Friday, June 06, 2003

Doctors are inhuman ghouls


Well, not really, but I wanted to get your attention. If you look in the comment box for my previous post, several posters, Eric and Cathy, tell stories of women who suffer from endometriosis, who were told to take contraceptives and sent on their way. One, Eric's wife, apparently had a malignant tumor that grew for many years, but whose symptoms were masked by the treatment with contraceptives. I also know several 15 year-old girls who are taking contraceptives, prescribed by doctors, in order to control cramps.


This is the exact wrong way to do medicine--find something that controls the symptons, no matter what it may be. You may ask: "Dr. Athanasius, I know you are a doctor, but your doctorate is in philosophy, not medicine! What do you know about treatment of disease?" Ah, yes. I may not know medicine, but I know human nature. I believe that I (or at least Plato and Aquinas) have a better grasp of what humans are and how they should be treated than many doctors.


Consider the concept of health. You are prescribed drugs to make you healthy. But what does it mean to be healthy? Can "health" be determined by medical research? Imagine if there was a population that suffered from a certain disease. Over time, the incidence of the disease rises, to 30%, 40%, and finally 51%. If we based health on physical examination of human bodies, we would have to conclude that the disease had now become health. Obviously this is incorrect. Even if 100% of the population got sick, they would still be sick, not healthy.


The approach to curing diseases that focuses merely on the treatment of symptons suffers from the same flaw. We can't determine if symptoms or treatments are good or not just from the physical characteristics themselves. A sympton is not good or bad in itself; good and bad are moral qualities that attach to persons. "Good" is always "Good for someone." So when we treat a disease, we cannot just say that this drug is good for this symptom, we need to examine whether the drug is good for the person who has the disease.


In the case of the women and girls I mention, the treatment is clearly bad for the person, since it takes away their fertility. It chops out a significant part of the uniqueness of the woman. If the woman is sexually active, it dooms her to intrinsically disordered and selfish sexual relations. Further, the treatment didn't ever look to the cause of the disease, but only to mask the symptom. Consider another example of a similarly dehumanizing treatment: rambunctious children are routinely prescribed Ritalin these days, so that they will behave better. The treatment masks the symptoms of bad behavior, but is it good for the person? Perhaps there is a good reason for the child to be rambunctious--perhaps he is painfully bored by a stultifying education. If he is merely drugged, will he ever learn the virtue of self-restraint? Will he need to be medicated for life?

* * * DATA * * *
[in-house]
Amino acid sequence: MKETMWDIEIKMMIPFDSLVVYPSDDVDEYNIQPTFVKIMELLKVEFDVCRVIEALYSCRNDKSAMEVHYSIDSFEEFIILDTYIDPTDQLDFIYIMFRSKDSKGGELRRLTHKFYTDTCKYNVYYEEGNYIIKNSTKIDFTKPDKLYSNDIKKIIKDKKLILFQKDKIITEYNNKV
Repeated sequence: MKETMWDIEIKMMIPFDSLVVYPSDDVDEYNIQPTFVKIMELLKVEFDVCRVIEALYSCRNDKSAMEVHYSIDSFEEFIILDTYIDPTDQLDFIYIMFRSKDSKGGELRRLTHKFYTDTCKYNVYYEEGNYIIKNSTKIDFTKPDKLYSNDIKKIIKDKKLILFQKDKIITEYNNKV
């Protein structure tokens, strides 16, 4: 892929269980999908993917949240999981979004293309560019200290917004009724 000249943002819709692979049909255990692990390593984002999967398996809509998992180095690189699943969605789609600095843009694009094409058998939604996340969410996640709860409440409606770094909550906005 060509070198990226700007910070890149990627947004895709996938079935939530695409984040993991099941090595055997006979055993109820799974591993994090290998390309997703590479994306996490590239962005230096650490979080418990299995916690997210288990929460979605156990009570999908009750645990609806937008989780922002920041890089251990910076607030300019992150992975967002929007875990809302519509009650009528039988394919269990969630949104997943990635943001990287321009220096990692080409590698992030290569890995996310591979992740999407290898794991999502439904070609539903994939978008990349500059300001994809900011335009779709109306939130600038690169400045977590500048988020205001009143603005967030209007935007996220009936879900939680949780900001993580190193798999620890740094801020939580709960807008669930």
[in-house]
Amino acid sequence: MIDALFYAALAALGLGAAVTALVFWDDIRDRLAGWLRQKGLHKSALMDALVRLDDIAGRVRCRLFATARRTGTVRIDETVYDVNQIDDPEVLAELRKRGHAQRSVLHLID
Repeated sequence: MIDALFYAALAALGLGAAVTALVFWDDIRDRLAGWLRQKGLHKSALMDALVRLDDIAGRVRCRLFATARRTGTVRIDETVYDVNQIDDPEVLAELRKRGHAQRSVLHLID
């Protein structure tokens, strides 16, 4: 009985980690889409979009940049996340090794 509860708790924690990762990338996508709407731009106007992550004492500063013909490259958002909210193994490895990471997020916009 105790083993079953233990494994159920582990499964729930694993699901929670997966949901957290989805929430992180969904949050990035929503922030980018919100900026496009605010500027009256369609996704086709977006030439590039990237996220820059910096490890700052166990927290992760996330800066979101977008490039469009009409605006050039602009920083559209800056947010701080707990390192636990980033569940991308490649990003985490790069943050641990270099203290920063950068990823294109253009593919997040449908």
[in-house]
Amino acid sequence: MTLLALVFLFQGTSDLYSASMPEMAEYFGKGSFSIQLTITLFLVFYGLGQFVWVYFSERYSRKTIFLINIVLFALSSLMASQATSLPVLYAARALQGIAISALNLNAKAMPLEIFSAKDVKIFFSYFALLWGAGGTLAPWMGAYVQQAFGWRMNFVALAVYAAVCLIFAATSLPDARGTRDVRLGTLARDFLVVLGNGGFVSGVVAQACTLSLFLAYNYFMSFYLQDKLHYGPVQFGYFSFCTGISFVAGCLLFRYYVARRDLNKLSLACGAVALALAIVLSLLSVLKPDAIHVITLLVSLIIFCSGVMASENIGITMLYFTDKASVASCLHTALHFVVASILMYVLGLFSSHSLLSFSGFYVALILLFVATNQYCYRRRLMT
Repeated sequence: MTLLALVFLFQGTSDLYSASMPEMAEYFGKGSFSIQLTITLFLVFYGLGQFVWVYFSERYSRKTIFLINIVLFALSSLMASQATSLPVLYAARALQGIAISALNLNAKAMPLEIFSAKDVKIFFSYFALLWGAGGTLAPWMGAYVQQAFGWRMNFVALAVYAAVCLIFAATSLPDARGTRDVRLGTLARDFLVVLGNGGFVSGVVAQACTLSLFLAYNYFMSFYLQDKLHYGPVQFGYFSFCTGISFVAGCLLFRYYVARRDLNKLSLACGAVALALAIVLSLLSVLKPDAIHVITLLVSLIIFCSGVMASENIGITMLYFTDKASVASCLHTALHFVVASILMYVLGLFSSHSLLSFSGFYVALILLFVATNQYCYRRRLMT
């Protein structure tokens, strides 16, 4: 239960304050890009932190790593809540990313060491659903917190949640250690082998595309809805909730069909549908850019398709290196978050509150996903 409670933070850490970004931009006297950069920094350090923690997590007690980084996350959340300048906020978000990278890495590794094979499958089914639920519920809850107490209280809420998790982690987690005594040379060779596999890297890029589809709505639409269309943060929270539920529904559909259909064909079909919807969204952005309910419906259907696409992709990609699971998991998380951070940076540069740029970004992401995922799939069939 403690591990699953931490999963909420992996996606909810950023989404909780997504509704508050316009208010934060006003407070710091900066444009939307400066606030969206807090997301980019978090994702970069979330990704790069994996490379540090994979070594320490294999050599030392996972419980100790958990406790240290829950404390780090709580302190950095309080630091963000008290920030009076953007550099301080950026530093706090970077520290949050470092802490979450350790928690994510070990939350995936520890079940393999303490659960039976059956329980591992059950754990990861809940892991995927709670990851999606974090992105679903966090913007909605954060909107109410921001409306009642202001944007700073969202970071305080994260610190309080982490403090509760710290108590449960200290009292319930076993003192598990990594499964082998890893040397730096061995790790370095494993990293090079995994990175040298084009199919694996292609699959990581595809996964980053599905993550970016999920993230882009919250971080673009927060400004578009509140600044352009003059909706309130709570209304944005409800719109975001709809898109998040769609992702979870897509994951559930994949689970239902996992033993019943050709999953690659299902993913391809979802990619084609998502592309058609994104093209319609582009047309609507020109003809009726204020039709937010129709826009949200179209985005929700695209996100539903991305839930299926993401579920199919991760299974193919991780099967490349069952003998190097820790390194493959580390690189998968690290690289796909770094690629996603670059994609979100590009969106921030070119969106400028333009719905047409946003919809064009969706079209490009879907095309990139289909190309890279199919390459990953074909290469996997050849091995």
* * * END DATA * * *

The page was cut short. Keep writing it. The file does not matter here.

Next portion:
Patients are often treated as problems to be solved, rather than as humans to be loved. This past winter I attended a bioethics conference in Chicago. One of the presenters, a nun who works as a nurse, explained how she arrived at a teaching hospital, only to hear the residents refer to some of the poorer and less cognitively alert patients as "Sposes." She was curious, and asked what "spos" meant. "Subhuman piece of shit."


Think about that. Doctors, who care for the weakest among us, were being trained to think of those least of our brethren as pieces of excrement.


This problem is not only present in the medical profession, but also can be found in education, business, and even in pastoral ministry. It is evil, and both infuriating and humiliating to those who are dehumanized. Furthermore, it is false: individual humans are not commodities or problems to be solved. They are every one of them immortal, and of infinite worth, or as Hopkins puts it, "I am all at once what Christ is, since he was what I am, and/ This Jack, joke, poor potsherd, patch, matchwood, immortal diamond,


Is immortal diamond."


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